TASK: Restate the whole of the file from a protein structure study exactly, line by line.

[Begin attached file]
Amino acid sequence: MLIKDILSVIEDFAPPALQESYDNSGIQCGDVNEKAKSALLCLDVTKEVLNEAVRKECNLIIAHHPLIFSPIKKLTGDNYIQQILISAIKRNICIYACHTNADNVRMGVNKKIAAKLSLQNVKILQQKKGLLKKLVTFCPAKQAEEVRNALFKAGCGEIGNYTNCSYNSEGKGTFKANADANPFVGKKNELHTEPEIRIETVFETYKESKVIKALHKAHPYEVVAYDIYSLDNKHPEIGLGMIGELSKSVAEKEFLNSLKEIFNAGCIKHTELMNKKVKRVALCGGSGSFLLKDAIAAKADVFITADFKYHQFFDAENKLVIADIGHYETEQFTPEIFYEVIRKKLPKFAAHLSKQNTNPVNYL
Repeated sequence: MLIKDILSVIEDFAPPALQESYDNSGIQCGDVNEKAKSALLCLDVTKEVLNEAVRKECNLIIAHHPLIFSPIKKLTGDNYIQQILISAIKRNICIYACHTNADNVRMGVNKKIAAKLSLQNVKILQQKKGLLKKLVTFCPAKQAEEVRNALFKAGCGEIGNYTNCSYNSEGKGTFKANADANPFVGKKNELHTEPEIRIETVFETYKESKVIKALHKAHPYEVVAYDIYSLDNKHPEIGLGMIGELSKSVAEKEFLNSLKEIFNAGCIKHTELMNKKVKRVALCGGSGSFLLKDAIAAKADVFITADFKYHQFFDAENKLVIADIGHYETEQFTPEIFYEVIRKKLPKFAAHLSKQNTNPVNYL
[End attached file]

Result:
Amino acid sequence: MLIKDILSVIEDFAPPALQESYDNSGIQCGDVNEKAKSALLCLDVTKEVLNEAVRKECNLIIAHHPLIFSPIKKLTGDNYIQQILISAIKRNICIYACHTNADNVRMGVNKKIAAKLSLQNVKILQQKKGLLKKLVTFCPAKQAEEVRNALFKAGCGEIGNYTNCSYNSEGKGTFKANADANPFVGKKNELHTEPEIRIETVFETYKESKVIKALHKAHPYEVVAYDIYSLDNKHPEIGLGMIGELSKSVAEKEFLNSLKEIFNAGCIKHTELMNKKVKRVALCGGSGSFLLKDAIAAKADVFITADFKYHQFFDAENKLVIADIGHYETEQFTPEIFYEVIRKKLPKFAAHLSKQNTNPVNYL
Repeated sequence: MLIKDILSVIEDFAPPALQESYDNSGIQCGDVNEKAKSALLCLDVTKEVLNEAVRKECNLIIAHHPLIFSPIKKLTGDNYIQQILISAIKRNICIYACHTNADNVRMGVNKKIAAKLSLQNVKILQQKKGLLKKLVTFCPAKQAEEVRNALFKAGCGEIGNYTNCSYNSEGKGTFKANADANPFVGKKNELHTEPEIRIETVFETYKESKVIKALHKAHPYEVVAYDIYSLDNKHPEIGLGMIGELSKSVAEKEFLNSLKEIFNAGCIKHTELMNKKVKRVALCGGSGSFLLKDAIAAKADVFITADFKYHQFFDAENKLVIADIGHYETEQFTPEIFYEVIRKKLPKFAAHLSKQNTNPVNYL